It might seem obvious, but the same is true for dogs as it is for humans – we all need to have a little rest from time to time, and doing this in the sun can be a particularly enjoyable experience.
I’m sure you can recall a moment in your life (most likely a few) when you’ve caught yourself dozing off in a sunny spot. So, dogs will do the exact same thing. They will seek out sunlight to lay and sleep in as it makes them feel restful and relaxed, just like it does for us.
Another reason that can be said for us too, is that dogs enjoy feeling the warm sensation of the sun’s rays on their body.
It is in dogs’ nature to seek out warmth to make them feel safe. They associate the feeling of warmth with being in a secure enclosed space, a trait leftover from their evolutionary days, so they enjoy laying in the warmth of the sun to give them that sense of safety.
On top of this, your dog will lay in the sun because doing so helps to regulate its body temperature, which is particularly important for them in the cooler months.
Sunlight and warmth will also help older dogs or dogs that suffer from joint pain, as it helps to lessen the pain by increasing the production of endorphins in the dog’s brain. So, it’s a good idea to encourage older dogs or dogs that suffer from this pain to spend some time in the sun, as it will help make your dog feel happier and pain free.
Again, just as it is for humans, being in sunlight is believed to increase the levels of serotonin in dogs’ brains.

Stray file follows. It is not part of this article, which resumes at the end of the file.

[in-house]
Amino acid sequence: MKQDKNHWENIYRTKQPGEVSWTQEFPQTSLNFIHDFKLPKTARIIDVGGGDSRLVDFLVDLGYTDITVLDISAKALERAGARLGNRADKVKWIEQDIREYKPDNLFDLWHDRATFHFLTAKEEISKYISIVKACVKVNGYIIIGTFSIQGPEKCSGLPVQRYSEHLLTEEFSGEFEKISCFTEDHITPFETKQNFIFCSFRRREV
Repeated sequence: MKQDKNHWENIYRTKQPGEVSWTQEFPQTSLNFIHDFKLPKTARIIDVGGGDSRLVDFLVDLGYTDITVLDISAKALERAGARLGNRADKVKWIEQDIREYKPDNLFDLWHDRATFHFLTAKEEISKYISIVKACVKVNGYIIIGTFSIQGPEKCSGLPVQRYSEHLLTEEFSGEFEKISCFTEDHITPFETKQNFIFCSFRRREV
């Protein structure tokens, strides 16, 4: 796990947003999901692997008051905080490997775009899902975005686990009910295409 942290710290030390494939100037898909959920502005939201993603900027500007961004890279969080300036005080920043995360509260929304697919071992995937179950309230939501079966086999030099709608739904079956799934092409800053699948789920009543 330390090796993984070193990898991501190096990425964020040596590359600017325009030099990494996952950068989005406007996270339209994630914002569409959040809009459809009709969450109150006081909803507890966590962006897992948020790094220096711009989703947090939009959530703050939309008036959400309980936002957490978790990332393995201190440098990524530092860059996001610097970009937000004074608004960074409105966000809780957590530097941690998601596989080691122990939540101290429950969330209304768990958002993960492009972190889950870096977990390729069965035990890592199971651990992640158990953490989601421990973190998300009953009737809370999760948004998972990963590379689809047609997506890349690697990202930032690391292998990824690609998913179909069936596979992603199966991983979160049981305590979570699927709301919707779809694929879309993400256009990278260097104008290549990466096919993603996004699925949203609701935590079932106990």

Serotonin is known as the ‘happy hormone’, as it is a hormone produced by our brains that makes us feel relaxed and emotionally stabilized. Serotonin is equally as important in dogs’ brains as it is in ours, being vital for the regulation of their body temperature, behaviour, appetite, pain awareness, and for the functionality of their hearts and lungs.
An additional benefit of serotonin is that the hormone has also been linked to a decrease in aggression in dogs, improving their overall temperament. Take note of how relaxed your pup seems next time they wake up after a nap in the sun!
Sunlight has also been found to have an antibacterial effect on dogs’ skin, keeping it clean and healthy.
UV light in the sun’s rays can kill unwanted bacteria and yeast that grows in wounds on the surface of your dog’s body. Anaerobic bacteria thrive in dark and damp conditions, so direct sunlight helps to dry out dogs’ wounds and destroys microscopic fungi on their skin. This stops the bacteria from multiplying and spreading, which could cause your dog to suffer from some nasty health complications.
Making sure that your dog gets enough sun
Laying in the sun is a natural instinct for our dogs, so most of the time they’ll inherently know how much they need. With that said, it’s always best to keep an eye on them to make sure that they’re getting just the right amount of sunlight in order to gain its health benefits, while also protecting them from the dangerous consequences of overexposure.
How much sun does a dog need daily?
You might find conflicting numbers when searching for exactly how long you should let your dog lay in the sun, but most experts recommend that they get around 20 to 30 minutes of direct exposure twice per day. It is recommended for larger breeds to spend a little longer in the sun, for periods of around 40 minutes twice per day.
The time of day when your dog is exposed to the sun is also an important factor to be considered. The amount and type of sunlight that your dog gets will affect their sleep cycle, also known as their ‘circadian rhythm’, which is regulated by UV and UVB light. As the sun produces varying levels of UV and UVB light throughout different parts of the day, you should let your dog out for their first dose of sunlight in the morning, a short burst in the middle of the day, and their final dose in the afternoon or evening.